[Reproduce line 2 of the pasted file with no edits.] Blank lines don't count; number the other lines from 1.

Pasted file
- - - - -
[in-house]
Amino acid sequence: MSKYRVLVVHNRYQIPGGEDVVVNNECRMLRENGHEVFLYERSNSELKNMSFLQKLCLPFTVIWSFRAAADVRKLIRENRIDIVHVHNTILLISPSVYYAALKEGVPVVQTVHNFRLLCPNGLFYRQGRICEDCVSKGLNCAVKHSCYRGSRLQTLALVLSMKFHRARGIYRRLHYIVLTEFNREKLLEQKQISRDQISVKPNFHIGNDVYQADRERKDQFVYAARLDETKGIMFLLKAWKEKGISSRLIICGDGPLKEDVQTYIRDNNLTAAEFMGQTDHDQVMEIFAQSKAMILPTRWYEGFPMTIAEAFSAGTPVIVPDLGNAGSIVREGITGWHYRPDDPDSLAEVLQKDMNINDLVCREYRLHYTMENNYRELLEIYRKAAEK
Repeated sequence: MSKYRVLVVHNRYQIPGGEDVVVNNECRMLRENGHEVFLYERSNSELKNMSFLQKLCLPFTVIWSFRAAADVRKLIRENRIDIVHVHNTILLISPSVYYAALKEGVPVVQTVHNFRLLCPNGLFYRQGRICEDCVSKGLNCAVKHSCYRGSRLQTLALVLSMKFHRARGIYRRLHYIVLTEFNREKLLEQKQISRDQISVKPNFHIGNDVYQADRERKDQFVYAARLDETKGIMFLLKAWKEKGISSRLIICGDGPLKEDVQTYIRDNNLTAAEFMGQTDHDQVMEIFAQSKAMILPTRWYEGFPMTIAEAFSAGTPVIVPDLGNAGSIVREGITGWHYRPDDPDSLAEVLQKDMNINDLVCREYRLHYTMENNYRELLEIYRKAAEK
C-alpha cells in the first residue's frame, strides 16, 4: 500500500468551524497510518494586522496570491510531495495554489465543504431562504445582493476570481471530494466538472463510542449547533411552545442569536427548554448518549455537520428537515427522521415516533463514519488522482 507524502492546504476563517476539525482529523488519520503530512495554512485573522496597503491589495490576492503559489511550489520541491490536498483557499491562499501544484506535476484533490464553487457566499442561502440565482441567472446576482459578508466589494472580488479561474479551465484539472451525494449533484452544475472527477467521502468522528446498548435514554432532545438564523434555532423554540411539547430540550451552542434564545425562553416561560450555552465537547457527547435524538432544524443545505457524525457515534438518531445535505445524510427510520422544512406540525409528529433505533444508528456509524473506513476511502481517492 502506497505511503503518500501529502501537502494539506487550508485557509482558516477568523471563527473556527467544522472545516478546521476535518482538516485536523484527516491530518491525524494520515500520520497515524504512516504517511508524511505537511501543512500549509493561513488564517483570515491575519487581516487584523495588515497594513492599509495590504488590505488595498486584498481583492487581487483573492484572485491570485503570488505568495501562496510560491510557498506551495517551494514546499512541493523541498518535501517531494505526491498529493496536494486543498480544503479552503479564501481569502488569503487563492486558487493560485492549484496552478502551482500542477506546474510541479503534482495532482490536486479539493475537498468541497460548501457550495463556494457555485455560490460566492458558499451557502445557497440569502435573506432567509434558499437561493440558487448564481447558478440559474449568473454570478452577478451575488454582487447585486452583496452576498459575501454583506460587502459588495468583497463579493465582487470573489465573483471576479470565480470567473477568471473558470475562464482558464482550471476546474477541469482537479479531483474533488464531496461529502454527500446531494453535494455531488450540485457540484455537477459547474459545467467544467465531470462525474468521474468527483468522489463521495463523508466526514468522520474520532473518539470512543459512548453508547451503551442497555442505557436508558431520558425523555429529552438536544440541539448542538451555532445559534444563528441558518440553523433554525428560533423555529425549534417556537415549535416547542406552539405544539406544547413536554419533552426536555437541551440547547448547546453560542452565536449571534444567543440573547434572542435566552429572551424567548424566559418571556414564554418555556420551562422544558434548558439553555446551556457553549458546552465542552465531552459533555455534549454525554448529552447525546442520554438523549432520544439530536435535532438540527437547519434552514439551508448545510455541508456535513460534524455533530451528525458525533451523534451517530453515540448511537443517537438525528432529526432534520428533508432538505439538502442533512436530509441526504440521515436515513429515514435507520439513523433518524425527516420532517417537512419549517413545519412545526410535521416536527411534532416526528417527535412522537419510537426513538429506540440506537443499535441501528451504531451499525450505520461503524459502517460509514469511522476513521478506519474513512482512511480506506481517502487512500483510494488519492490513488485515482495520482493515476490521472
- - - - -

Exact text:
Amino acid sequence: MSKYRVLVVHNRYQIPGGEDVVVNNECRMLRENGHEVFLYERSNSELKNMSFLQKLCLPFTVIWSFRAAADVRKLIRENRIDIVHVHNTILLISPSVYYAALKEGVPVVQTVHNFRLLCPNGLFYRQGRICEDCVSKGLNCAVKHSCYRGSRLQTLALVLSMKFHRARGIYRRLHYIVLTEFNREKLLEQKQISRDQISVKPNFHIGNDVYQADRERKDQFVYAARLDETKGIMFLLKAWKEKGISSRLIICGDGPLKEDVQTYIRDNNLTAAEFMGQTDHDQVMEIFAQSKAMILPTRWYEGFPMTIAEAFSAGTPVIVPDLGNAGSIVREGITGWHYRPDDPDSLAEVLQKDMNINDLVCREYRLHYTMENNYRELLEIYRKAAEK